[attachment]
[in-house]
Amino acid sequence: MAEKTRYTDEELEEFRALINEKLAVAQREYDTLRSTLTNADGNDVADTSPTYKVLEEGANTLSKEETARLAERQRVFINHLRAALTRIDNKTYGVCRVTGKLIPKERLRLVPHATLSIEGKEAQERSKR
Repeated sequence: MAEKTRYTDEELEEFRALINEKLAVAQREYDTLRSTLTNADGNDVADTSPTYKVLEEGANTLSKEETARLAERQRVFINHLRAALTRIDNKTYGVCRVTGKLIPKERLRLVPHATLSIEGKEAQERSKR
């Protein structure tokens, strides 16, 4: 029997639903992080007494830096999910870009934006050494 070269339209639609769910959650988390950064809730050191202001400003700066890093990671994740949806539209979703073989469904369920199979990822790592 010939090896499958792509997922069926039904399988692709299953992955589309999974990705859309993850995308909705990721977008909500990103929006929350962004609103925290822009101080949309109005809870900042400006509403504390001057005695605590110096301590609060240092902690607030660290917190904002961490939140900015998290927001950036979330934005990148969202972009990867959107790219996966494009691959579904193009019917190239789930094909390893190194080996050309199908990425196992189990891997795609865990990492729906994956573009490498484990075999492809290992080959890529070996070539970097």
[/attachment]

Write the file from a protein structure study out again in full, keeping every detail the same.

[in-house]
Amino acid sequence: MAEKTRYTDEELEEFRALINEKLAVAQREYDTLRSTLTNADGNDVADTSPTYKVLEEGANTLSKEETARLAERQRVFINHLRAALTRIDNKTYGVCRVTGKLIPKERLRLVPHATLSIEGKEAQERSKR
Repeated sequence: MAEKTRYTDEELEEFRALINEKLAVAQREYDTLRSTLTNADGNDVADTSPTYKVLEEGANTLSKEETARLAERQRVFINHLRAALTRIDNKTYGVCRVTGKLIPKERLRLVPHATLSIEGKEAQERSKR
């Protein structure tokens, strides 16, 4: 029997639903992080007494830096999910870009934006050494 070269339209639609769910959650988390950064809730050191202001400003700066890093990671994740949806539209979703073989469904369920199979990822790592 010939090896499958792509997922069926039904399988692709299953992955589309999974990705859309993850995308909705990721977008909500990103929006929350962004609103925290822009101080949309109005809870900042400006509403504390001057005695605590110096301590609060240092902690607030660290917190904002961490939140900015998290927001950036979330934005990148969202972009990867959107790219996966494009691959579904193009019917190239789930094909390893190194080996050309199908990425196992189990891997795609865990990492729906994956573009490498484990075999492809290992080959890529070996070539970097």